I’m going through N.T. Wright’s book Surprised by Hope at current. That fact’s importance for this blog post is negligible, other than that in the process of critiquing the prevalence of Gnostic/Platonic on the subject of death among today’s Christians, Wright points to the Incarnation as the fundamental answer to such heresy. In the Incarnation, God becomes man; the Divine takes on physical and literal flesh.

This isn’t exactly a new idea. In fact, it’s ancient. If we look closely at the first chapter of John, it becomes obvious that the Gospel-writer is deliberately engaging with Platonic philosophy. Plato taught that the physical world (and human words) were bad copies of a true spiritual reality that only existed in the mind of God (call it the divine Word if you like). As such, he taught that people should withdraw as much as possible from the physical world. But John has that true spiritual reality – God himself, the true Word – enter into the world. He becomes flesh. He meets a broken creation and its people where they are – in the physical, literal world. God’s brings us his mercy through the Incarnation.

But the more I sit and think about the Word-made-flesh, the more I realize that this type of incarnational mingling of the divine with the earthly is characteristic of God’s interactions with humanity. From the beginning, God chooses to address Adam in human language (a language that Adam himself had helped create – Gen. 3:19-20). In the process, he fills that human language with the same mighty Word that spoke creation into existence: God’s Word in human words. Likewise, during the writing of the Scriptures, God infuses his Word into the words of human authors, utterly mingling them so that any given point we cannot say “this is of Paul” or “this is of Moses” without at the same time affirming that “this is of God.” God’s Word is made incarnate in human language, perfecting what is mortal by the indwelling of what is immortal.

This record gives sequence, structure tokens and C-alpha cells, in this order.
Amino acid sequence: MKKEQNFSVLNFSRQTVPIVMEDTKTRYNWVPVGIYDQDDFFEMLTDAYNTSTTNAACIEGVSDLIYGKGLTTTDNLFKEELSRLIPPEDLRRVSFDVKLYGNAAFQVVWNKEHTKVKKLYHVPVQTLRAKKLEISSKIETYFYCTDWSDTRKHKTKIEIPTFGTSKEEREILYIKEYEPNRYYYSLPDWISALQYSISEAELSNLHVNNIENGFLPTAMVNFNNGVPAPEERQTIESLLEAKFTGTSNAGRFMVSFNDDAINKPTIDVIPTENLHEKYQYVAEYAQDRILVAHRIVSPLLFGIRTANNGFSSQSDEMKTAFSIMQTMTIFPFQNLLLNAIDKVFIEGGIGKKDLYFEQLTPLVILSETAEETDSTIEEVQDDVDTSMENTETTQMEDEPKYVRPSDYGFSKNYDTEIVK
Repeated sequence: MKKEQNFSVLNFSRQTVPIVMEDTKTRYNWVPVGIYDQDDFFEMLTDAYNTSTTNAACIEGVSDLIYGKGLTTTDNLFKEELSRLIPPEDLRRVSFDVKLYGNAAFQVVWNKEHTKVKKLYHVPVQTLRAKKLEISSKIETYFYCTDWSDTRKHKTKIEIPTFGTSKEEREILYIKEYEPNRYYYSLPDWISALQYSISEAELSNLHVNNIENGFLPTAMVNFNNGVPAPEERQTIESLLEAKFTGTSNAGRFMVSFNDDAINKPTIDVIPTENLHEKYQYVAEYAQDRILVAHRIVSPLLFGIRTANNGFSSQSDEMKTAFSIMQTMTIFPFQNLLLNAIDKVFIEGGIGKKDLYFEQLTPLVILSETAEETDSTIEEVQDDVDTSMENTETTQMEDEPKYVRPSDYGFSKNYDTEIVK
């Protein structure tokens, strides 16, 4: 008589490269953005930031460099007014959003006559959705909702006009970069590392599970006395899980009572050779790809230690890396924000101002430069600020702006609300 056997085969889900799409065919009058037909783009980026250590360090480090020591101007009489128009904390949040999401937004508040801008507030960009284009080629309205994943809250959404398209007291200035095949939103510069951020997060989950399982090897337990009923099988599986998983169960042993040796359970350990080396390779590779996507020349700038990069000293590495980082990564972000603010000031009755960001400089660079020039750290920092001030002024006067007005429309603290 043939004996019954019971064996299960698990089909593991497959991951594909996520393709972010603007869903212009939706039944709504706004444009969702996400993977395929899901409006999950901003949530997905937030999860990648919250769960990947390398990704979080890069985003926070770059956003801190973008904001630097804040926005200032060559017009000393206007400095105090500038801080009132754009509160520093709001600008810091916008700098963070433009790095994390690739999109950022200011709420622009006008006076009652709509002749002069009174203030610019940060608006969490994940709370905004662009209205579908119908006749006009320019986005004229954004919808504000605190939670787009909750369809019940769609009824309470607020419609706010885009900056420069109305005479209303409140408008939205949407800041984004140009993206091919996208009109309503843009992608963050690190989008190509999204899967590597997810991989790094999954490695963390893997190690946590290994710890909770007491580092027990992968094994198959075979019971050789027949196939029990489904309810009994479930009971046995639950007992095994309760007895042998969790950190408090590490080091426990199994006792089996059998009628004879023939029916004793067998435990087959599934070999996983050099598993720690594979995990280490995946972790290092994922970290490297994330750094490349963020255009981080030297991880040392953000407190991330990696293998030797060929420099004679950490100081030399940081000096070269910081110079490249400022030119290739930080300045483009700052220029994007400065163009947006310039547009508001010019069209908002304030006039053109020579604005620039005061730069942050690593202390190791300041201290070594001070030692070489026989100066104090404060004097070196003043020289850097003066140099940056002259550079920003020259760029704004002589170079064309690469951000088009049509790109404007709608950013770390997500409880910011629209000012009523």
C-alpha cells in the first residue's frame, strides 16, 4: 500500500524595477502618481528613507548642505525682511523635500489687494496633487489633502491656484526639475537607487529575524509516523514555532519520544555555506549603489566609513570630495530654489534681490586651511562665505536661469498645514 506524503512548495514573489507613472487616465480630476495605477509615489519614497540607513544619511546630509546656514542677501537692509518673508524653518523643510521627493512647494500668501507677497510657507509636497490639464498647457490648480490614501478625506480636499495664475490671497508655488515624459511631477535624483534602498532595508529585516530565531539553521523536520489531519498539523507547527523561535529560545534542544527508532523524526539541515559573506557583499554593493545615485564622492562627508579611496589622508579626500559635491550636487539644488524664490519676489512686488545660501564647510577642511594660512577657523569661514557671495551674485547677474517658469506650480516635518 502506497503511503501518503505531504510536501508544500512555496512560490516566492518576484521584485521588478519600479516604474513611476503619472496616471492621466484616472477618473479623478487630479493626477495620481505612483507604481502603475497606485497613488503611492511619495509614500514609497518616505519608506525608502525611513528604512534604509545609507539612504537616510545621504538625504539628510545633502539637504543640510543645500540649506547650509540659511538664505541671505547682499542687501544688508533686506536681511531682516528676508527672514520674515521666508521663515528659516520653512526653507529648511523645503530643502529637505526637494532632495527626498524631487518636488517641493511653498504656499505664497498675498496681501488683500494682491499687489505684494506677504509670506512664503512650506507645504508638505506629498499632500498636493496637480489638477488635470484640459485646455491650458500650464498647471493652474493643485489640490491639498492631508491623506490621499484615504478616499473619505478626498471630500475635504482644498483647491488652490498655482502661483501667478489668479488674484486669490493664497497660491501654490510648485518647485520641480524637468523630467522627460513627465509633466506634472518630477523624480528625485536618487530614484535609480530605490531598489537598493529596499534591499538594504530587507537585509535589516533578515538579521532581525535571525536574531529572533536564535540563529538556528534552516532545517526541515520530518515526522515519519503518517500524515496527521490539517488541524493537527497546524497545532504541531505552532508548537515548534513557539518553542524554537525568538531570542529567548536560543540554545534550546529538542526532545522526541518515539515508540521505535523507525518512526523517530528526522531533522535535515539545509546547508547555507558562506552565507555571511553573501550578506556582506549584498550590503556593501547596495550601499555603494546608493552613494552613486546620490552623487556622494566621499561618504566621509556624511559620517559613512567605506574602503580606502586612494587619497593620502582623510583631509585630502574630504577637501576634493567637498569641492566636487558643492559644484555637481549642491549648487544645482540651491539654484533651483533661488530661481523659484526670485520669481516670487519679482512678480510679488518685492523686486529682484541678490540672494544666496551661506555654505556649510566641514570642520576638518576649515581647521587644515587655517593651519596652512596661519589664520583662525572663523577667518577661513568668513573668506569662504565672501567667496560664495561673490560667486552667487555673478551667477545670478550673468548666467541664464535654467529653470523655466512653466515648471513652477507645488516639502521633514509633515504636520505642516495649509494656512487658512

Turning to the Sacraments, we see the same divine presence filling earthly objects. In Baptism, God’s grace indwells the waters as the Holy Spirit is bestowed upon the recipient. Likewise, in the Lord’s Supper, Jesus’ very own body and blood are made manifest in, with, and under the bread and wine. These mortal elements cannot be separated from the divine. On their own, the water, bread and wine are merely physical. But when joined with the Word of God, these earthly things are joined with heavenly and become utterly indivisible.

The Spirit’s presence in the life of each Christian can be understood in a similar vein. The Holy Spirit enters our hearts and brings our wills in line with his – and he never departs except that we, by exercising our own will apart from his, reject him. So long as we remain in Christ, he remains in us, His Holy Spirit inextricably indwelling us. Even in justification itself, the same process is at work. The righteousness of Christ is imputed to us and covers over our human unrighteousness. We become simul iustice et peccator – at the same time righteous and a sinner. We are Christ-covered and yet remain very real and very flawed humans. And that humanness, though it is in at the current time a constant source of sin and frustration, will finally be perfected in the resurrection of the dead. Our broken human bodies and our broken human souls will be raised perfected and imperishable, the process of our current sanctification finally being brought to completion. In the meantime, God brings us grace in the present as he works through human beings, as we (by God’s action in us) carry out the vocations he has given us.

Upon such short reflections, it becomes clear that the mercy of God is fundamentally bestowed on his people through incarnational means. God, knowing that we can never reach up to Him, reaches down to us. He makes his Word present in human words. He makes his Spirit present in water. He makes his own body and blood present in bread and wine. He clothes mortal people with the clothes of Christ, fills them with his Holy Spirit, and works through them to bring his grace to the world so that they remain fundamentally human while infused with the things of God. In short, God grants brings his heavenly mercy to our earthly realm.

And I, earthly man that I am, nevertheless lift up my voice and, by the Spirit within me, thank God for such incarnational mercy!